YouTube caused a stir, and some immediate push-back from traditional rivals, by trumpeting new research that shows it reaches more 18-49s on mobile alone than does any broadcast or cable network.
With more claims and counter-claims likely during next week's broadcast/cable upfront extravaganza, B&C wanted to do some fact-checking by examining season-to-date Nielsen data. It shows an unmistakable trend: Millennial viewers have continued abandoning broadcast network primetime programming in droves this season in both live and delayed viewing modes. Some shows have lost as much as 30-40% of their 18-34-year-old audience, according to the ratings figures.
While marketers and their media agencies negotiate ad deals with the broadcasters based on 18-49 and 25-54 viewer demographics, advertisers have traditionally gotten 18-34-year-old viewers basically as value added or for free. No advertiser buys a broadcast network primetime show specifically to reach millennials, but it has been a nice perk when making a mass network TV buy.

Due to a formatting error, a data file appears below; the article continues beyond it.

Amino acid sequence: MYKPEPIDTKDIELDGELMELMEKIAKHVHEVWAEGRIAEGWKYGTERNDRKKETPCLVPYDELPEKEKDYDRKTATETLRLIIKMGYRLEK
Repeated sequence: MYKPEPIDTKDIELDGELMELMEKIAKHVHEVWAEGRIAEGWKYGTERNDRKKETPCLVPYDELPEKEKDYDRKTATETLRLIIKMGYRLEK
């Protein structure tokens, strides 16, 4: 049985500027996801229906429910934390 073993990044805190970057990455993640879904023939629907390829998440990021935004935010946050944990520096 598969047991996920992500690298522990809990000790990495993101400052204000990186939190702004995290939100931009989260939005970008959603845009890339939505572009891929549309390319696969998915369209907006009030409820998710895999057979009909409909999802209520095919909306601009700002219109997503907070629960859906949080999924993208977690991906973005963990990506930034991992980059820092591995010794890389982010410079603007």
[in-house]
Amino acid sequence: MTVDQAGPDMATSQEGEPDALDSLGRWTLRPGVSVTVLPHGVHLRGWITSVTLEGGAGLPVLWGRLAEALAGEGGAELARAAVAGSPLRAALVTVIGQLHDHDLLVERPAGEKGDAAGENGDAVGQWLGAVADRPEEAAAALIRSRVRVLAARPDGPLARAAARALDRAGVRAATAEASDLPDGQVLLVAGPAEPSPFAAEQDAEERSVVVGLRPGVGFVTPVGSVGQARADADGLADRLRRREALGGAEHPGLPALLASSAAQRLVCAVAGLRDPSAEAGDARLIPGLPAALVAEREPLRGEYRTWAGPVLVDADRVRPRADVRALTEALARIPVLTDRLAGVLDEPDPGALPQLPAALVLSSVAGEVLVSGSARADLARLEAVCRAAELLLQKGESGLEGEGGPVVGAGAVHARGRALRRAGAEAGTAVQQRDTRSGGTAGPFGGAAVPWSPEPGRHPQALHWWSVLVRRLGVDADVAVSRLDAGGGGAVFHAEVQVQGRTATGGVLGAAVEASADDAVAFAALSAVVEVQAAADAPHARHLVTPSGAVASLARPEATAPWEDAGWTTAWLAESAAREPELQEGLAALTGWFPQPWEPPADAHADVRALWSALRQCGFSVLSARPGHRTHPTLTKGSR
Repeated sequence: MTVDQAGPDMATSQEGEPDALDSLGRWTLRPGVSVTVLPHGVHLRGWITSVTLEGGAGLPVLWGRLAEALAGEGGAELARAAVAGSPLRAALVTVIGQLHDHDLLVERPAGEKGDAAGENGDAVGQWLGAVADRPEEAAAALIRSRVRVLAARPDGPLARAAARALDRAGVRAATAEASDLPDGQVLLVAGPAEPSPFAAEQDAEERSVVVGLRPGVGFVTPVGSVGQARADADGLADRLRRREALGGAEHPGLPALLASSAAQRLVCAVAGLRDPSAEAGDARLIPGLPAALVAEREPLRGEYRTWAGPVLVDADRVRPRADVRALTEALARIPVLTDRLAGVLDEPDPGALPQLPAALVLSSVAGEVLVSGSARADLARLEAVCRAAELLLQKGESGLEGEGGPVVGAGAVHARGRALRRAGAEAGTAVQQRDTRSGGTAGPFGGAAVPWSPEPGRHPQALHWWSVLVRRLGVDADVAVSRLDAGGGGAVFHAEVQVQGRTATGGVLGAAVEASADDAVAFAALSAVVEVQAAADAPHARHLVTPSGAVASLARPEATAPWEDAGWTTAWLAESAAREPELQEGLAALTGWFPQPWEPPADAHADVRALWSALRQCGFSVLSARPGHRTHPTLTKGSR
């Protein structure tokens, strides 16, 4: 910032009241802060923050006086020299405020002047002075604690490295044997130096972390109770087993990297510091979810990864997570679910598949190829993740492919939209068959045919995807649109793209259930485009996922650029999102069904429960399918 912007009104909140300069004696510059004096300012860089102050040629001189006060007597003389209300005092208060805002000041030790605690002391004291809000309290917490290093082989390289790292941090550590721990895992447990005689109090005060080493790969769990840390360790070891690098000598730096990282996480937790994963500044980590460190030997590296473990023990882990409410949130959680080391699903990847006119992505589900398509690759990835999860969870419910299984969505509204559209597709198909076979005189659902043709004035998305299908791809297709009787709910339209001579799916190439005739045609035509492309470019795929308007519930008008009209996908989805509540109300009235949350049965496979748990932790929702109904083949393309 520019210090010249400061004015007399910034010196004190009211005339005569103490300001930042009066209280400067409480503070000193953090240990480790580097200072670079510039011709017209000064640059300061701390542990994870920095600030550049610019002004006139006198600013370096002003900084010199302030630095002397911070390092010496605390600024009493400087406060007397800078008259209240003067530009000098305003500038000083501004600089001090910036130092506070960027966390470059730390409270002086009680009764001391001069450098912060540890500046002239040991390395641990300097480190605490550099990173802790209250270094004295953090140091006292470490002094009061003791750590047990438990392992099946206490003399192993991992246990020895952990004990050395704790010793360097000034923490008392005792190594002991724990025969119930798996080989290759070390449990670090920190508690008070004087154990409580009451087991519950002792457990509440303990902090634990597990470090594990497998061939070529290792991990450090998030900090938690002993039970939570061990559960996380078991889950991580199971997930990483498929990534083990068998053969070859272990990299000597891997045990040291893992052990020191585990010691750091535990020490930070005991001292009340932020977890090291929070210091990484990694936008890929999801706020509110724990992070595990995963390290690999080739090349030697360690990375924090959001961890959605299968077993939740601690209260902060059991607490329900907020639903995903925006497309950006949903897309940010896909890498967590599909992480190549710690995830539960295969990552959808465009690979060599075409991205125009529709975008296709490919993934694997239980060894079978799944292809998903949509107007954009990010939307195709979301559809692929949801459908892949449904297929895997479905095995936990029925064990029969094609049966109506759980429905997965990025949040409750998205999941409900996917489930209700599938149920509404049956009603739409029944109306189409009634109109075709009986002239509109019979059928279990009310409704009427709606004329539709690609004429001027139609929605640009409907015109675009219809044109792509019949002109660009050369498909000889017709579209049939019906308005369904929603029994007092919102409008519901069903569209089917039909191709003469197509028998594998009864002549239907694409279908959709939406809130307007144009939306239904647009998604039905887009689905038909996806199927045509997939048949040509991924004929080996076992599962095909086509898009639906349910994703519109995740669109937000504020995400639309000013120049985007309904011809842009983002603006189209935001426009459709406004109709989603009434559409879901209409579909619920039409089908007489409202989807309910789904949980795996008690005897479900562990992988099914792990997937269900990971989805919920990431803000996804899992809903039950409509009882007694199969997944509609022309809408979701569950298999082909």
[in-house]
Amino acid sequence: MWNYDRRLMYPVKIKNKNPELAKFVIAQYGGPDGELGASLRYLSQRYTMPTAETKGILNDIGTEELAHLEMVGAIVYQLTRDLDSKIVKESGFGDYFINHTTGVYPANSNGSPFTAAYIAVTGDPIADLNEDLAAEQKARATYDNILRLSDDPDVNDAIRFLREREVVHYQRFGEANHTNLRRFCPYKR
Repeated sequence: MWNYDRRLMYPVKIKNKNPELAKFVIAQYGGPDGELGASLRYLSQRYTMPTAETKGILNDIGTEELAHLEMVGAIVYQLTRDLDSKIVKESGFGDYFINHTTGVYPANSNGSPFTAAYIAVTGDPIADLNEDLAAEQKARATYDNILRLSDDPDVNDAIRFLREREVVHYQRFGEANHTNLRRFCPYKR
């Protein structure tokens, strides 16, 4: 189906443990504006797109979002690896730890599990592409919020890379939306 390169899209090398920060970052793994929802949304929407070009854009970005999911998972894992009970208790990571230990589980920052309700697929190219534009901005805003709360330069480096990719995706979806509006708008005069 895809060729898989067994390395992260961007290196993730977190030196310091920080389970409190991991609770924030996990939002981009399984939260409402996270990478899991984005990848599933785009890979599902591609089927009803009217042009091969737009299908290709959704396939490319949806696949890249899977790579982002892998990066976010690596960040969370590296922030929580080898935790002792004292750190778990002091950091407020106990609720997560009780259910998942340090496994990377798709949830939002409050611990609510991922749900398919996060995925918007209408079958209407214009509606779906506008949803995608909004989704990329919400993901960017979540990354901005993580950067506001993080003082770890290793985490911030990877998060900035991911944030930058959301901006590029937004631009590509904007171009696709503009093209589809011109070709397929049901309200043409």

That perk has all but disappeared this season and on many of the most-watched overall shows on broadcast television. Last season, there were 19 shows in broadcast primetime that drew 1 million or more 18-34 demo viewers. This season that number has dwindled to 12.
Taking the biggest hit has been ABC, whose 18-34 live-plus-same day rating is down 18.6%. The CW, which has traditionally catered to younger audiences but in recent years has aged up with its programming target, is down 16.1% this season among 18-34s. NBC is down 9.7%, Fox is down 7.4% and CBS is down 3.2%. Overall, the five broadcast networks are down 10.4% in 18-34 viewership.
The trend does not bode well going forward for the broadcast networks as they struggle to survive, not only in their battle within an oversaturated linear TV market but also in a battle for viewers and ad dollars with the continually growing digital and OTT viewing competitors.
Read more at broadcastingcable.com.